Wallström throws weight behind liability plan

EU environment commissioner-designate emphasises continuity in answers to MEPs' written questions

Margot Wallström, the candidate to be the new EU environment commissioner, has thrown her full support behind an environmental liability policy. In a written answer to a set of questions from the European Parliament published today, the Swedish politician said environmental liability was "an issue of first importance." She pledged to try to get the European Commission to publish a long-delayed white paper on the subject before the end of the year.

Although successive drafts of the white paper have been heavily criticised by industry and watered down at the insistence of other departments within the Commission, Ms Wallström said such a policy would be a useful "deterrent against non-compliance" with EU environment law (ENDS Daily 9 March). A liability regime should be introduced through a single policy instrument rather than inserted into various sectoral laws, she added.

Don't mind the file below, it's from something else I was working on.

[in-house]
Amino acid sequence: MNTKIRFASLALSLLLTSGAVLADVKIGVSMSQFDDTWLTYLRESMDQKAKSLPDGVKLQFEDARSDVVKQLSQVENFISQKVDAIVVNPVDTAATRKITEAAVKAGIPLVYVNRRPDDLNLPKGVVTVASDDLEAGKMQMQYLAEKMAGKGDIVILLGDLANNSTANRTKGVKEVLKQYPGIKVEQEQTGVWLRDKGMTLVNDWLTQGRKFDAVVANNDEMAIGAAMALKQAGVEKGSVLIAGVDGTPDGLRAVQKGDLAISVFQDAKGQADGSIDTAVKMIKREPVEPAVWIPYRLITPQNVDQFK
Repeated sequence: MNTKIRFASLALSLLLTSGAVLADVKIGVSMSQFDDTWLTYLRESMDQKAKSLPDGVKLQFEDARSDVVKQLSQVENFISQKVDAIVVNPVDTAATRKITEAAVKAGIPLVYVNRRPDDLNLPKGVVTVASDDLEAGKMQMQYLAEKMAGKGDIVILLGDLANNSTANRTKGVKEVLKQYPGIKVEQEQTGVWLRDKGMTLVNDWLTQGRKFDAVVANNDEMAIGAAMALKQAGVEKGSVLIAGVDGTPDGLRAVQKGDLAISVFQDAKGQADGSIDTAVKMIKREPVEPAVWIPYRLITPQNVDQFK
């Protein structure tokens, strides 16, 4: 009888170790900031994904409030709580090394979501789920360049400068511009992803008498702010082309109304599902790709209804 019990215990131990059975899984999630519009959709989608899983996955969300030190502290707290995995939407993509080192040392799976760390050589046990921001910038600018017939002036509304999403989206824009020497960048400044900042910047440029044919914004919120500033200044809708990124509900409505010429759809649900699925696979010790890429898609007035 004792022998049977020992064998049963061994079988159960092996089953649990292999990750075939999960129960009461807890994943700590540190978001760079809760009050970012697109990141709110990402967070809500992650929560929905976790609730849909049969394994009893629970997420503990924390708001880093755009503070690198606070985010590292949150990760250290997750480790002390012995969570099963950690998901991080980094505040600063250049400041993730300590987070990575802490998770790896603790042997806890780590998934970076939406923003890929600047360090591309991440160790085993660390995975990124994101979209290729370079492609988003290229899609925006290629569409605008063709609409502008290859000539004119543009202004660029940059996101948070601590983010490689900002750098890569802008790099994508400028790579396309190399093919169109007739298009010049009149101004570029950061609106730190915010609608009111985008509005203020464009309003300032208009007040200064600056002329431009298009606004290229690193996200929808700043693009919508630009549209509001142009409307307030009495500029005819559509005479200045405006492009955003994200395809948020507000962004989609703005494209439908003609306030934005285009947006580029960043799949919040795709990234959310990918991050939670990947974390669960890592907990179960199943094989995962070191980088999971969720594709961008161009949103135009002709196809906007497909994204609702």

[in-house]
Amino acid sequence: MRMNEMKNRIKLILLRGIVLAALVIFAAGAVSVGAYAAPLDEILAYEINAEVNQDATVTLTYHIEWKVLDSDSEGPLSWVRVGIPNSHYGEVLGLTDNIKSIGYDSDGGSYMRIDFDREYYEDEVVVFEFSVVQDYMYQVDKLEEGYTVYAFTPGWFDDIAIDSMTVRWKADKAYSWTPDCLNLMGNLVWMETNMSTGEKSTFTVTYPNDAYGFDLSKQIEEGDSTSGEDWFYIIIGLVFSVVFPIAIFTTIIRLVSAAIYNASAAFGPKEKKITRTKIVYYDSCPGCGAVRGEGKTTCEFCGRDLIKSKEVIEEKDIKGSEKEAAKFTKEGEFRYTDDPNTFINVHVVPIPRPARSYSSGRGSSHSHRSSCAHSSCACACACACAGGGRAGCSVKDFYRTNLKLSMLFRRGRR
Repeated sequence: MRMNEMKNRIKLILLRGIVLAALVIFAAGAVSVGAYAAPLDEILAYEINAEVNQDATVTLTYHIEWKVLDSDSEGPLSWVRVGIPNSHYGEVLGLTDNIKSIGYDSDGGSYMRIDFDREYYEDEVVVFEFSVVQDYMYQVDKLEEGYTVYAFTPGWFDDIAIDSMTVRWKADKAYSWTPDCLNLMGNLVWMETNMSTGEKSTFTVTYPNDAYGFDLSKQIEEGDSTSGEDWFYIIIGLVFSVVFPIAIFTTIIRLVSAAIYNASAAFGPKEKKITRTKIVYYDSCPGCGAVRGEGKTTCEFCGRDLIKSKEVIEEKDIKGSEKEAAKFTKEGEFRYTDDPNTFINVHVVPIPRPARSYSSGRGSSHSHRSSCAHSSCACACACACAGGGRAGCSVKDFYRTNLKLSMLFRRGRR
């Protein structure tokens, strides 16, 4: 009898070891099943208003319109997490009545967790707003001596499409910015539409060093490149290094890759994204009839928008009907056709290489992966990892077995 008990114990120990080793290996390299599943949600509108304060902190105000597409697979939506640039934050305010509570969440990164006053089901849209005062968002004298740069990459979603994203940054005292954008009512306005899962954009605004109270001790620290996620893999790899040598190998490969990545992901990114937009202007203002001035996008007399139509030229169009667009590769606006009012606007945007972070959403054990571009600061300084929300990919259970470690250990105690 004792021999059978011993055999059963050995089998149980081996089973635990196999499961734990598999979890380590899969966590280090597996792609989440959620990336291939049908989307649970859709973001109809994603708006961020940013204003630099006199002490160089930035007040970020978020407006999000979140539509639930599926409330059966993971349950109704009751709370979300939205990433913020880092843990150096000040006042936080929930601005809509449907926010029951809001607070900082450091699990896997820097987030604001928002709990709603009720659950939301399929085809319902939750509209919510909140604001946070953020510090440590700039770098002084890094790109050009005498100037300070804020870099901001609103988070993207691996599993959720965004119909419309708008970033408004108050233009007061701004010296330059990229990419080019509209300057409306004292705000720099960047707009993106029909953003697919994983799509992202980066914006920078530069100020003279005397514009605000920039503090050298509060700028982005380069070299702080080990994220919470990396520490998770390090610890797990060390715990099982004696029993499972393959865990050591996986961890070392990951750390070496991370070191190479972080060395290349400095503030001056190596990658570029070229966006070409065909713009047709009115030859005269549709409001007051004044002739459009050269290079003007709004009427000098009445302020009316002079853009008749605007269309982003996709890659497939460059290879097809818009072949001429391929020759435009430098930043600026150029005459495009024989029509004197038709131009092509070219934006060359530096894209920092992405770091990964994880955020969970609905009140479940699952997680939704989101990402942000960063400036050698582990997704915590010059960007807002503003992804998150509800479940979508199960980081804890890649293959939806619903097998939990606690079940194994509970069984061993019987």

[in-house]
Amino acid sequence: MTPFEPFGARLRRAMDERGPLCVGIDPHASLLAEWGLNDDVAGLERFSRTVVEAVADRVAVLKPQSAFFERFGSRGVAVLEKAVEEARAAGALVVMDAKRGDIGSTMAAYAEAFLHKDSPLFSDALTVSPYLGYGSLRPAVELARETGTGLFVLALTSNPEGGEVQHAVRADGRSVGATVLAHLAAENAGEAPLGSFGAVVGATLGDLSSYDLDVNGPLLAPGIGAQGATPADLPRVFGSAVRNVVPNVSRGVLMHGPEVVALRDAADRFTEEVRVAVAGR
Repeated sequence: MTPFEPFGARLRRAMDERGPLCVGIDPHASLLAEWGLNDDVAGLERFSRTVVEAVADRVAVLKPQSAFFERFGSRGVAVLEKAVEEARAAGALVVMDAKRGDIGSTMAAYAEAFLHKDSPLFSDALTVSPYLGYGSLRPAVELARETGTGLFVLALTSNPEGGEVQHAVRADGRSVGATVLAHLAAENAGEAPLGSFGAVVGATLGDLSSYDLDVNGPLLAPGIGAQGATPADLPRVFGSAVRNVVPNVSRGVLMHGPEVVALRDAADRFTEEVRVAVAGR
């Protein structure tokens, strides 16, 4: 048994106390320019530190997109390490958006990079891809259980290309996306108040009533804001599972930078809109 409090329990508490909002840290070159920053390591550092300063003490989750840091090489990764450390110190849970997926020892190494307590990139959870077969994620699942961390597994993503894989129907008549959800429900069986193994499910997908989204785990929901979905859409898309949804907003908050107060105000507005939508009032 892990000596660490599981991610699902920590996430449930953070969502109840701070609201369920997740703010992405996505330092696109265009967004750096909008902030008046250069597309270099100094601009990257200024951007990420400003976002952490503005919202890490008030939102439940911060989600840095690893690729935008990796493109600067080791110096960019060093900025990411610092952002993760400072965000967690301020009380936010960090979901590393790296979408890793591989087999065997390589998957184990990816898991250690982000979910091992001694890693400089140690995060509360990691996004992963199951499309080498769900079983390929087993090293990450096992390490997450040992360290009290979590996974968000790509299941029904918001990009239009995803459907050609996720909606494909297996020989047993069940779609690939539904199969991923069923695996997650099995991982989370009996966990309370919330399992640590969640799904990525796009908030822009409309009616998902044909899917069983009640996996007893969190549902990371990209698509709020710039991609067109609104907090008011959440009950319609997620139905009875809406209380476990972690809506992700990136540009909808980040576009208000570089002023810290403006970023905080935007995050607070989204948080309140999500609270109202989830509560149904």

The written answers from all the prospective commissioners have been made available on the internet prior to individual question and answer hearings at the European Parliament next month. Although giving away little about her political views, Ms Wallström's answers point to no major shifts in policy from her predecessor, Ritt Bjerregaard.

On biotechnology, for example, she supports a "science-based and prudent" approach to genetically modified organisms (GMOs) and applauds the development of a revised directive for granting marketing approvals. And, like Ms Bjerregaard, she insists that there can be no official moratorium on new GMOs until the new law is in place, despite the pleas of many MEPs and member states.

On the question of whether there should be a sixth environmental action programme after the current five-year plan expires next year, Ms Wallström sits on the fence. Despite threats by Green MEPs to oppose her candidacy if she does not agree to having a detailed programme that can be debated by the European Parliament, she expresses fears that such a plan could be too time-consuming. "My preoccupation is that, when we decide what action is needed, we are able to act without delay in a concerted way," she writes.

Follow Up:
European Commission, tel: +32 2 299 1111. References: The questions and answers can be downloaded from the Commission website .

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